Judge Tells U.S. to Fix Salmon Planby Hal Bernton
The Seattle Times, May 17, 2003
PORTLAND -- A U.S. District judge yesterday gave federal fisheries officials one year to rework a flawed plan to restore wild salmon runs in the Columbia basin. But it's still unclear whether the federal government will take more immediate action to ease fish passage through dams and slack-water river pools.
Judge James Redden ruled this month that the plan violated the Endangered Species Act by relying on restoration efforts that were too uncertain.
In a hearing yesterday, U.S. Justice Department counsel Fred Disheroon asked Redden to keep the plan in place while it is reworked. Otherwise, Disheroon warned of "dire consequences" for the Pacific Northwest as environmental and other litigants head to court to seek immediate changes in dam operations.
But Earthjustice attorney Todd True, representing a coalition of 16 plaintiffs, said the old plan should be set aside, and that the government must try to make at least some improvements in salmon restoration in the months ahead.
True said his group hopes the government will take such actions voluntarily. But he wants the plan set aside so plaintiffs can sue for actions they think are necessary to save the fish.
Redden declined yesterday to rule on whether the plan should be set aside. Instead, he requested the issue be more fully debated at a hearing this month.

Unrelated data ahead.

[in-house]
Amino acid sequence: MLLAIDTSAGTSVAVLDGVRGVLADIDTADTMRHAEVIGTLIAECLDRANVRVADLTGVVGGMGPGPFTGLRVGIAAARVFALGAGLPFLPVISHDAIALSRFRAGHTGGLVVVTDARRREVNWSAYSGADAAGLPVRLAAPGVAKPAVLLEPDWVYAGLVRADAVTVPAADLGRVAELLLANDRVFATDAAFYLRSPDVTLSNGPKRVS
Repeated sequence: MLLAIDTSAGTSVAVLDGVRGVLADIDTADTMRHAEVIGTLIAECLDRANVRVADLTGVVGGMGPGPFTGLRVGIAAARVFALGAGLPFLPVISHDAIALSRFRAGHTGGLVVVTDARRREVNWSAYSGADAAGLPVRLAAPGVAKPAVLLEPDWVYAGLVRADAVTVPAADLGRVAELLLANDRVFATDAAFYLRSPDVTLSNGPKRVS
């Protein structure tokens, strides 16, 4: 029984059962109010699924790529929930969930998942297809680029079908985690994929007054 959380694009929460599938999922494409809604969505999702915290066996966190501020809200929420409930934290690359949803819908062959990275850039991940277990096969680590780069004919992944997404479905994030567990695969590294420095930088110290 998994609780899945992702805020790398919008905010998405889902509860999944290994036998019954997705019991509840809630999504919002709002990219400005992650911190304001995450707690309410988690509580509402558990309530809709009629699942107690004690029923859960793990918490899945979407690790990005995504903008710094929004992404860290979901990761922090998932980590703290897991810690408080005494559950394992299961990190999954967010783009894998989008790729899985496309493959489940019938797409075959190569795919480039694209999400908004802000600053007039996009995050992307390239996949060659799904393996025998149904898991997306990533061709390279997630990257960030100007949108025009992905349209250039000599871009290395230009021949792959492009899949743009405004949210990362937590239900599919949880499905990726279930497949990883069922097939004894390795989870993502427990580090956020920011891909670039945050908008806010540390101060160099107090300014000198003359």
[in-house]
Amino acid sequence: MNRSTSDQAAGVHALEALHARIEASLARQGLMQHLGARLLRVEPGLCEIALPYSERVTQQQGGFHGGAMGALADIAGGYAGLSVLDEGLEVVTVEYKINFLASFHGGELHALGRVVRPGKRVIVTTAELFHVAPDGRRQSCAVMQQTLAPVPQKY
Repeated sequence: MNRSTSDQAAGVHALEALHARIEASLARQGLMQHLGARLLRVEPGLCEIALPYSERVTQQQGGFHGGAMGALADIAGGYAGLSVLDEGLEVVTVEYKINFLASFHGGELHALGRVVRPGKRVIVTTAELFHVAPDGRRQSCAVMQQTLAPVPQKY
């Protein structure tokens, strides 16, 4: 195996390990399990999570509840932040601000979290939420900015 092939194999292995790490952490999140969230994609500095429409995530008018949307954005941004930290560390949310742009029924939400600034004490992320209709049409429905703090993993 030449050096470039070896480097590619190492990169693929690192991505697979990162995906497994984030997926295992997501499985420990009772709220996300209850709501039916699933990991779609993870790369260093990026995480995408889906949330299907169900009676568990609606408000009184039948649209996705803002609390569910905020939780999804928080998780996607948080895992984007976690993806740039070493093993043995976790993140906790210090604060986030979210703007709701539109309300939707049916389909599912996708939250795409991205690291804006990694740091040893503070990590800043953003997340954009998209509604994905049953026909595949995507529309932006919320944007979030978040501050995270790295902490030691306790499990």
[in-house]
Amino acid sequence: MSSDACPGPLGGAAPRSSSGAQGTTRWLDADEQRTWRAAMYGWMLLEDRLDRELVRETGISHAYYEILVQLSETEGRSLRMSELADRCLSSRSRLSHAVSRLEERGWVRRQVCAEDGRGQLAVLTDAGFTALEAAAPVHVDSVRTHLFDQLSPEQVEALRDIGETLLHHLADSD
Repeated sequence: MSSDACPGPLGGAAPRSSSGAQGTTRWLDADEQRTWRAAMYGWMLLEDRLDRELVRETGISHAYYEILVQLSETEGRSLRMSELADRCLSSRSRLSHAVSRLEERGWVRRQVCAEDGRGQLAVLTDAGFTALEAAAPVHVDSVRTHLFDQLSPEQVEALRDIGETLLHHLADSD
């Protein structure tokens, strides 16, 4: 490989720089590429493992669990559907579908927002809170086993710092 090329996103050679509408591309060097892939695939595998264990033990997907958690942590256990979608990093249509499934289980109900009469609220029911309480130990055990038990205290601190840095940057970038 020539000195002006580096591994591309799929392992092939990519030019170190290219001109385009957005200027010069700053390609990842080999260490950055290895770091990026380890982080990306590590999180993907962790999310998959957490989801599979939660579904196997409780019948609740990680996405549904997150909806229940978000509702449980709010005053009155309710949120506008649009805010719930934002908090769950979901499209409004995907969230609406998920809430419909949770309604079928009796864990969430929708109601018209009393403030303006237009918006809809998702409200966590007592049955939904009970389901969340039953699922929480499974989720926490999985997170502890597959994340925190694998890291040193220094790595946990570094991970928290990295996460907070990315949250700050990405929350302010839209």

But Redden sounded eager to move forward with salmon restoration, joking that he feared someone would catch the last fish "before we get done with this."
The restoration plan was put forth in 2000 by the National Marine Fisheries Service as the latest federal effort to protect and restore 12 wild species of threatened and endangered Columbia River salmon and steelhead. Some of these runs have improved markedly in recent years, due at least partly to improved ocean conditions. But some biologists say populations could plummet again once ocean conditions sour, and that obstacles encountered during freshwater rearing and migrations could push the runs toward extinction.
Some of the biggest freshwater obstacles are the network of dams, power stations and reservoirs in the Snake River basin and the Columbia that provide energy and irrigation, and an inland waterway.
But the federal fishery-restoration effort has been bitterly contested by environmentalists and tribes, who say the needs of salmon have too often been shortchanged in favor of power generation or irrigation.
To help counteract the hydrosystem's damage to the runs, the federal plan calls for a wide range of state, tribal and other restoration efforts away from the main rivers. But in a May 7 ruling, Redden found the government violated the law by relying on restoration actions that "are not reasonably certain to occur." Some programs lacked money or the legal authority to proceed, according to a state of Oregon brief cited in his opinion.
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